Responsible Laboratory and Manager: AL/A.R. Ravishankara; OGP/Kea Duckenfield; PMEL/TimeBates. Quarter Due: 4th

Purpose: Aerosols and tropospheric ozone are two of the most important climate forcing agents, and the magnitude of their contribution to climate forcing is highly uncertain.  In addition, aerosols and tropospheric ozone are short-lived in the atmosphere, hence their abatement can lead to immediate changes in climate forcing while awaiting action on longer-term solutions to the impacts of longer lived green house gases.  Finally, because aerosols and tropospheric ozone are also air pollutants, decision-making has to consider the impact of any abatement action on climate and air quality together.  It is important therefore to quantify the contributions of these two constituents to climate forcing to a degree of accuracy required for decision-making.  The immediate research needs are investigations of the properties and distributions of aerosols and tropospheric ozone.  The reported study aimed at quantifying the origin of tropospheric ozone and the light-scattering properties of aerosols from North American emissions.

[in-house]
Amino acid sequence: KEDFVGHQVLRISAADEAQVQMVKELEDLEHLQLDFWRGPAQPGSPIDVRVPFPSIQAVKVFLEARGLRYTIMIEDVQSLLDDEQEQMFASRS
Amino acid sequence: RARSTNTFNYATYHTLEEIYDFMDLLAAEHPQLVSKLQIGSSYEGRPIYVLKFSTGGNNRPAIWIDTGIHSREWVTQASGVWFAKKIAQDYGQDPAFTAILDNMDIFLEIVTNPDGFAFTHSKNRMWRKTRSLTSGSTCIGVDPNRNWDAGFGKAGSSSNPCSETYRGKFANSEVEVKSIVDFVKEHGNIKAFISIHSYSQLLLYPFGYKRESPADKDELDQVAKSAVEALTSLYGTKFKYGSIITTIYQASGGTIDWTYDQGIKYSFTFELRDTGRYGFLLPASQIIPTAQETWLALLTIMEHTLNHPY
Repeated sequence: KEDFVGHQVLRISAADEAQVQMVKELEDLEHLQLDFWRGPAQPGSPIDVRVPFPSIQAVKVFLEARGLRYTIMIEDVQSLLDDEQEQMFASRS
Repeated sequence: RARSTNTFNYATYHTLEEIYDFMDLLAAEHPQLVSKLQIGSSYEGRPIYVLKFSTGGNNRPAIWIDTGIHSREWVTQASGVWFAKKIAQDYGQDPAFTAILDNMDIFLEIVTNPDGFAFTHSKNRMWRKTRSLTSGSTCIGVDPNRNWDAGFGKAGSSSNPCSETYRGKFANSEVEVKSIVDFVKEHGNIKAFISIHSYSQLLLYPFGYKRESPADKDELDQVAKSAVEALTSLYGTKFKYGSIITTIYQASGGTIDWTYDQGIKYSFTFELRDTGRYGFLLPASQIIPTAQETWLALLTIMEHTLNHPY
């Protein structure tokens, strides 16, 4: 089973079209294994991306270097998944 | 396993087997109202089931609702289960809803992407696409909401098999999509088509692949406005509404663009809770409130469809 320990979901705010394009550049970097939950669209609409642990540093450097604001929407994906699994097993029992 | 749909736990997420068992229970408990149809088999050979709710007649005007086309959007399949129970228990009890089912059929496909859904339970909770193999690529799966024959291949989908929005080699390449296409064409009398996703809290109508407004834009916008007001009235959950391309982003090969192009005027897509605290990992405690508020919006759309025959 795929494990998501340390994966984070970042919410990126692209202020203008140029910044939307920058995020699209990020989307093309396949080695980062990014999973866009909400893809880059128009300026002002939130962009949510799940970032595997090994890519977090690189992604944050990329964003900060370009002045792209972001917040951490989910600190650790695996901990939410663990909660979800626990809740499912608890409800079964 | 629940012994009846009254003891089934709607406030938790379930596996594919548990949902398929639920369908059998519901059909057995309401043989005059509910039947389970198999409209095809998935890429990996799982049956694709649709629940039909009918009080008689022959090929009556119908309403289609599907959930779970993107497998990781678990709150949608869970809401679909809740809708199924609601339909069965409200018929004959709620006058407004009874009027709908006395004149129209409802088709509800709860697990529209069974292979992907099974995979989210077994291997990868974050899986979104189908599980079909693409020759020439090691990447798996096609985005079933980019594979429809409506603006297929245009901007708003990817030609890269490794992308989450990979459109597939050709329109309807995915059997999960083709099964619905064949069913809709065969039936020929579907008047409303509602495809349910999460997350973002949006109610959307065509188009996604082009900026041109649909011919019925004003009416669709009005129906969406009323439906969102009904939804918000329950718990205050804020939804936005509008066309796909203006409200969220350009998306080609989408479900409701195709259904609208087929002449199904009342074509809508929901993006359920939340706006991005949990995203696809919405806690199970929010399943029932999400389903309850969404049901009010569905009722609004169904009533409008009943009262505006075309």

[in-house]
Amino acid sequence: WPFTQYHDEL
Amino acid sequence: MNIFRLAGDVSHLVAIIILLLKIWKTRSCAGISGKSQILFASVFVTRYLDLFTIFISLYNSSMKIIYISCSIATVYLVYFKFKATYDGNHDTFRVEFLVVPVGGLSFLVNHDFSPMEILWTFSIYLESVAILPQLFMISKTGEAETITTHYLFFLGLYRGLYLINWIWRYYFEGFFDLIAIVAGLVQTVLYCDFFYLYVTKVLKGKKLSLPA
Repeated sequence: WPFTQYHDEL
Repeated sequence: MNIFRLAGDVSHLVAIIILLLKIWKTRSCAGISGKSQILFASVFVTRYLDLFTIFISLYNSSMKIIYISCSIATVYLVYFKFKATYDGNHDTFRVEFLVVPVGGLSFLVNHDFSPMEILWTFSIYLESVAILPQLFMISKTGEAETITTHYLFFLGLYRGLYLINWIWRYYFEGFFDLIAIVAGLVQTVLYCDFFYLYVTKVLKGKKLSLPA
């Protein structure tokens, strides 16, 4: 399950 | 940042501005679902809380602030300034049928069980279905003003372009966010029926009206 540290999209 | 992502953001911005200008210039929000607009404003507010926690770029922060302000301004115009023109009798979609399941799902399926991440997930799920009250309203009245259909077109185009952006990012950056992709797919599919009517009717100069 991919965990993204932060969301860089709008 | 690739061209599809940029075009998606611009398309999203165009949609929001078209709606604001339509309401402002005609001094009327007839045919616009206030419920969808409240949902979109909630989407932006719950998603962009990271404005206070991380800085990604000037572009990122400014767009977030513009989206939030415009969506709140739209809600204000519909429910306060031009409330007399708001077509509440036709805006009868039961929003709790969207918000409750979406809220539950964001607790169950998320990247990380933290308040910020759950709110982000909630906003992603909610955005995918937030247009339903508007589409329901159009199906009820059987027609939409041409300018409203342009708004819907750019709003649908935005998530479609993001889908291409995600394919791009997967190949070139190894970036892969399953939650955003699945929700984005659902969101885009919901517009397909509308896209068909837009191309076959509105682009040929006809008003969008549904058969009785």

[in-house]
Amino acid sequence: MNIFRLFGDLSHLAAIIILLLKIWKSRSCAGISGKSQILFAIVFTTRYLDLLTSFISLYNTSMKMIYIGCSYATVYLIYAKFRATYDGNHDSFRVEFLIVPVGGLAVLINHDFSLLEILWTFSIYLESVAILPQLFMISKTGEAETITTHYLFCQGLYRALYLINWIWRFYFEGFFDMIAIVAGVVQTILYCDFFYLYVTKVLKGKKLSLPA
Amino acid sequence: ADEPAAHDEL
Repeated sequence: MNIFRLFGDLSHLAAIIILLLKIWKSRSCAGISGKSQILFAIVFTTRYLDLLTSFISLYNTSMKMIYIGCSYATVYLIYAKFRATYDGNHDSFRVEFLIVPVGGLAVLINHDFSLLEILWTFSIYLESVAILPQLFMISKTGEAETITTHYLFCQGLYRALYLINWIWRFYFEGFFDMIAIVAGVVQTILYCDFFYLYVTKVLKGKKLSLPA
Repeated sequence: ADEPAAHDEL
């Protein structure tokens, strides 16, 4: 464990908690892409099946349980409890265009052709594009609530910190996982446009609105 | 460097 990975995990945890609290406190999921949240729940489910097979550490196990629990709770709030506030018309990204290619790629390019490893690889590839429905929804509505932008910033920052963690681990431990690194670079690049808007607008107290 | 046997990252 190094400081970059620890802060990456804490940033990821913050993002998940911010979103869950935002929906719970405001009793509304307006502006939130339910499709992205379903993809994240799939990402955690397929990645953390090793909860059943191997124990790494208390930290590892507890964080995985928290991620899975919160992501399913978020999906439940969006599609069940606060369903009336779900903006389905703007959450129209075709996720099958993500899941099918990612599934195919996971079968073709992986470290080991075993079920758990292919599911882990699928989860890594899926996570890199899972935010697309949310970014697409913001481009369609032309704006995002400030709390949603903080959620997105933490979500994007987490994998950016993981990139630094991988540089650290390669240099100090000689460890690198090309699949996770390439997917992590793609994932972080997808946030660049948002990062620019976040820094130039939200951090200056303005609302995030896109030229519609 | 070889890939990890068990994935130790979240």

Efforts and Results (to date):1. Origin of upper tropospheric ozone over North America: Ozone in the upper troposphere is a potent greenhouse gas.  Ozone sonde and aircraft-measured abundances of upper tropospheric ozone obtained during the July-August 2004 ICARTT (International Consortium for Atmospheric Research on Transport and Transformation) study were analyzed.  These data are the most detailed set of ozone measurements ever gathered across mid-latitude North America. The stratospheric contribution to the upper tropospheric ozone was assessed using trajectory calculations. Lowest ozone values (or the remaining “excess” upper troposphere ozone) were found above the west coast of North America and north of 44 degrees N. Higher values were found along the US east coast and the southeast USA, with the highest values above Houston, Texas. Model calculations quantified the transport of passive NOx tracers from three major sources: anthropogenic emissions in North America, intense biomass burning in Alaska and Canada, and millions of actual lightning strikes across the continent. The upper tropospheric ozone enhancements were anti-correlated with the anthropogenic and biomass burning tracers, but positively correlated with the lighting NOx tracer, with an explained variance of 39%.  The results suggest that the excess upper tropospheric ozone above the southern USA is most likely linked to ozone production from lightning NOx rather than NOx emitted from biomass burning or anthropogenic sources.